The Top 3 Best Books About Money and Financial Growth

Best Books About Money and Financial Growth

Everybody wants to be financially stable.

To be more precise, everybody feels that money is necessary to live a fulfilled life in these uncertain times of inflation and economic turmoil.

Money can give us much more than flashy material possessions.

Being financially stable is one of the things that can help lead to a good life and enjoy valuable time with friends and family.

At The Money Solution, we constantly seek new ways to help people gain financial freedom.

We also rely on the old recipes such as the stock exchange, Forex – it gets easier to understand Forex when you learn what things like GBP USD mean – and other types of investment opportunities that grow over time, such as real estate.

We live in an era where financial gurus are everywhere on social media.

They are happy to make their own money by educating us on how to be rich.

Some give great advice, but most of us can’t help but feel frustrated with their explanations.

Especially when you have to pay for information to get knowledge that is readily available on social media channels such as Youtube

Many say that wisdom can be found in books, and most agree.

When it comes to monetary decisions and goals, the right books can help you find the best explanation of how to gain financial stability and what money means to successful people.

Here are three best sellers about money and while a couple are a bit older, they still remain relevant. 

Rich Dad, Poor Dad by Robert Kiyosaki:

Perhaps the most influential book on this list, Rich Dad Poor Dad, tells the childhood story of its author, Robert Kiyosaki, a serial entrepreneur who fondly remembers his dad.

Loaded with degrees and principles, his dad did everything to climb the professional ladder and ended up being constantly worried about money problems.

His neighbor, Rich Dad, barely had a high school diploma and became a millionaire because of his street-smart attitude.

This book explores key concepts such as multiplying your income sources instead of looking for a higher income.

Differences between good and bad debts are also described.

Despite the first publication in 1997, Rich Dad, Poor Dad has retained its accuracy concerning financial issues.

Advice given in this book still rings true: becoming financially stable implies that your money should work for you, and you shouldn’t expect to become wealthy by simply working à 9 to 5.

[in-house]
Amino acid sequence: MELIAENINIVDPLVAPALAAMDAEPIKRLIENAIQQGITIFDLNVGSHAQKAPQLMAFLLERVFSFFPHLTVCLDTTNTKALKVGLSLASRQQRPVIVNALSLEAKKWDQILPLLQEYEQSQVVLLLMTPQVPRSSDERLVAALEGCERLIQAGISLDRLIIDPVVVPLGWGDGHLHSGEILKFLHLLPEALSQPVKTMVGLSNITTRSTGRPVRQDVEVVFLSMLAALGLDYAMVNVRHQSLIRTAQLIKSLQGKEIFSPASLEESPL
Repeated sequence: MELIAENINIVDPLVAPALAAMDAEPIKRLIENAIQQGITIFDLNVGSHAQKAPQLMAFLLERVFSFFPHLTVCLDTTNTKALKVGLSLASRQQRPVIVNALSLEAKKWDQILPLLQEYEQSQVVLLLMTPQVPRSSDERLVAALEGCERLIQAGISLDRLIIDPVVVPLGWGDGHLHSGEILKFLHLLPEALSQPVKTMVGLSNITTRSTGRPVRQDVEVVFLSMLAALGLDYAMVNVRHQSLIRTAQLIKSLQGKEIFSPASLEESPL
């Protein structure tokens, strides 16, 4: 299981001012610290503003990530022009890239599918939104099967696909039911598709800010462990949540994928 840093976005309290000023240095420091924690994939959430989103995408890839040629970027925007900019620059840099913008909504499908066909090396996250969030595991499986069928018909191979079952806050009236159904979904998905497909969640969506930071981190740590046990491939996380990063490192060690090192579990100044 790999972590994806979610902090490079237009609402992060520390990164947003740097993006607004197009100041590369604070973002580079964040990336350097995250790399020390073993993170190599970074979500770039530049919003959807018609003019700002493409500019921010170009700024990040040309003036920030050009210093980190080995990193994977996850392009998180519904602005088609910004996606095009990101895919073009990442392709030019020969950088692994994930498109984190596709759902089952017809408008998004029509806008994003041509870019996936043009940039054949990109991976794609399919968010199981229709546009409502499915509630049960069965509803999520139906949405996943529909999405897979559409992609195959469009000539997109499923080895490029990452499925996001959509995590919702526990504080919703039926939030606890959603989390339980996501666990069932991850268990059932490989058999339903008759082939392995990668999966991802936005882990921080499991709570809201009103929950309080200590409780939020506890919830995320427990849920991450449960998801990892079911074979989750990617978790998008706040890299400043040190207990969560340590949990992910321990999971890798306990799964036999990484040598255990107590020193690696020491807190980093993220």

The Millionaire Next Door by Thomas J. Stanley and William D. Danko

The most persistent stereotype about millionaires in the United States – and elsewhere – is that wealthy people all live lavish lifestyles.

The two authors of this book have extensively studied the profile of several American millionaires, and they came to some conclusions: a wealthy person can be a passerby that you would never suspect.

The wealth is unlikely to be linked to family heritage.

Instead, it is linked with higher income and smart investments.

First published in 1996, The Millionaire Next Door reaffirms that the American Dream is alive and well.

To become wealthy, you need a combination of hard work, smart choices, good relationships, and patience.

As it shows, intelligence has little to do with money accumulation.

Simple concepts such as DCA (dollar cost averaging) or investing in real estate are amongst the best ideas in the book.

According to the authors of The Millionaire Next Door, all millionaires share seven character traits, such as higher income and frugality.

Indeed, many wealthy people don’t feel the need to show off with sports cars or designer bags.

Pogue’s Basics: Money by David Pogue

Being on solid financial ground is a status that can also be obtained by not falling into every consumerist trap.

At least, this is what the book Pogue’s Basic: Money, first published in 2016, is trying to tell us.

We live in a society full of subscriptions, temptations, and compulsive buying that can bleed us dry of our hard-earned cash.

Examples are endless: You might be paying for a hidden subscription you don’t use.

You might also have a compulsive habit that refrains you from saving enough money for retirement.

The book will offer you an opportunity to spend less on useless things.

Sometimes, the mindset needs to come for the person who stops buying things that they don’t need or makes small sacrifices to calibrate their daily budget.

For example, drinking coffee at home rather than your daily Starbucks fix. 

This simple book offers 150 tips to live a more frugal life and get the best prices for everything you buy.

Remember, time is money, and you might follow only some of these tips.

However, if you take the book’s advice seriously, the author guarantees you to save a decent amount of cash.

There are many other interesting books pertaining to financial health.

Depending on your financial goals (saving money, diversifying your income), you will find literature that suits your needs better.

Happy reading!